A wide-ranging, controversial collection of critical essays on the political mania plaguing the West by one of the most important public intellectuals of our time.
In America and in England, faltering economies at home and failed wars abroad have generated a political and intellectual hysteria. It is a derangement manifested in a number of ways: nostalgia for imperialism, xenophobic paranoia, and denunciations of an allegedly intolerant left. These symptoms can be found even among the most informed of Anglo-America.
In Bland Fanatics, Pankaj Mishra examines the politics and culture of this hysteria, challenging the dominant establishment discourses of our times. In essays that grapple with the meaning and content of Anglo-American liberalism and its relations with colonialism, the global South, Islam, and “humanitarian” war, Mishra confronts writers such as Jordan Peterson, Niall Ferguson, and Salman Rushdie. He describes the doubling down of an intelligentsia against a background of weakening Anglo-American hegemony, and he explores the commitments of Ta-Nehisi Coates and the ideological determinations of The Economist. These essays provide a vantage point from which to understand the current crisis and its deep origins.
About the Author
Pankaj Mishra is the author of From the Ruins of Empire, Age of Anger, and several other books. He is a columnist at Bloomberg View and writes regularly for The Guardian, the London Review of Books, and The New Yorker. A fellow of the Royal Society of Literature, he lives in London.
“The greatest contribution of Mishra’s work is its indefatigable insistence that places long considered marginal belong in the foreground of modern political history . . . No other writer in the English language can offer such a bracing, global understanding of the specious conceits of our times.”
—Kanishk Tharoor, The New Republic
“Well before Brexit, Trump, or COVID-19, [Mishra] sounded the siren. Anglophone leaders, inhabiting a hall of mirrors, were becoming dangerously detached from the actual world. The problem was not partisan but general, and it was reaching a crisis. Mishra has been beating this drum for more than a decade . . . Reading Bland Fanatics now, while trapped in an apartment surrounded by strategic reserves of canned food and toilet paper, it’s hard not to think: You know, he might have had a point.”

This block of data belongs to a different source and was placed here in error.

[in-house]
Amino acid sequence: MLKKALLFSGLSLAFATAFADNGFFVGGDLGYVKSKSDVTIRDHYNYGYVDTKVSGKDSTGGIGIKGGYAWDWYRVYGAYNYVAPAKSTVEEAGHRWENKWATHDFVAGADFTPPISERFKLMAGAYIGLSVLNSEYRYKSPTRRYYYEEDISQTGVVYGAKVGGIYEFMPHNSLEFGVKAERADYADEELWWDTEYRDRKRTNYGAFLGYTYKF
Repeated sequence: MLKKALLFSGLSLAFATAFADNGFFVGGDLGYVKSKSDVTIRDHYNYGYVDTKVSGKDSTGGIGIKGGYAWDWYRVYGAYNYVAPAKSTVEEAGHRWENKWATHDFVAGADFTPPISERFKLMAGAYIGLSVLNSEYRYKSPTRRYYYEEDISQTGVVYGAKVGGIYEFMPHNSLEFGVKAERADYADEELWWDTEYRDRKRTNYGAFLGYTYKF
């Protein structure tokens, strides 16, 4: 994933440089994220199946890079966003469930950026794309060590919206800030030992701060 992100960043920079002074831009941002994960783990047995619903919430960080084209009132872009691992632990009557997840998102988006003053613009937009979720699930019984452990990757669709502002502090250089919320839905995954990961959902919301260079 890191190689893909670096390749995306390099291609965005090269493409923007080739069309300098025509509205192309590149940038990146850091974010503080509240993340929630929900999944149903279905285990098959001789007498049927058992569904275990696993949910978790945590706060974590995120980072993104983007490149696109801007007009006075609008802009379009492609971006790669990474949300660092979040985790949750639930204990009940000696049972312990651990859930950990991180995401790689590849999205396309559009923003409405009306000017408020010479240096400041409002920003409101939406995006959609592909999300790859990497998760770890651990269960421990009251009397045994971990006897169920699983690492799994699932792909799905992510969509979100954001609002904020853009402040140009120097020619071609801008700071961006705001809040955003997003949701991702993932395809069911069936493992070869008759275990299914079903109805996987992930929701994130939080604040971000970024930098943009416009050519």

—Daniel Immerwahr, Foreign Policy
“Mishra has reached the point where his summary judgments can be treated as authoritative by a Western audience. Yet the basis of those judgments was established long before his name began to carry weight. Over the course of an exceptional career, he has continually picked at the knot joining ambitious fancies in the global center to the peripheral, bloody business that enables them—the dialectic of great expectations.”
—Frank Guan, Bookforum
“A useful corrective to the Grand Narrative that still maintains a firm grip on the imagination of many in the West . . . As a goad to liberal self-criticism, Mishra is well worth reading.”
—Damon Linker, New York Times
“Mishra excels at calling out intellectual vapidities, what he calls “pseudo-scholarship” . . . This is a writer with a clearer sense of what he is up against, who veers into the personal only to draw a larger political point. In a post-truth world, you read Mishra to clear the air, to make sense of our bewildering moment.”
—Abhrajyoti Chakraborty, The Guardian
“A dazzling display of what close analysis and precise polemic can achieve . . . this collection does a whole lot more than simply kick against the pricks. It’s an extraordinarily powerful argument, by a writer of powerful and perhaps even remorseless conviction, for the case that we need first to rethink our past in order to reshape our future. And never more so than in the times of present stress.”
—Mark Rappolt, Art Review
“Bland Fanatics points to the tragic irony in how the very same cheerleaders of Western civilisation may have in fact engineered their own decline . . . Mishra has managed to break beyond the burden of representation and has spent the past few years examining the politicians, pundits, and ‘thought leaders’ who champion a romantic vision of Western civilization.”
—Rebecca Liu, The White Review
“This erudite and dryly witty collection will help readers to make sense of the current age of discontent.”
“Mishra offers a sharp rebuke of Western neoliberalism. In this wide-ranging and eviscerating collection of essays, Mishra pillories the imperialistic dogmas that are still alive and well and having a ruinous impact on domestic and foreign policy. Tactics once exclusively used on colonial populations have been brought home and the West’s relationship with the global south is still dictated by imperialist interventionism and massive resource transfer."
—Powell's Books Best Nonfiction of 2020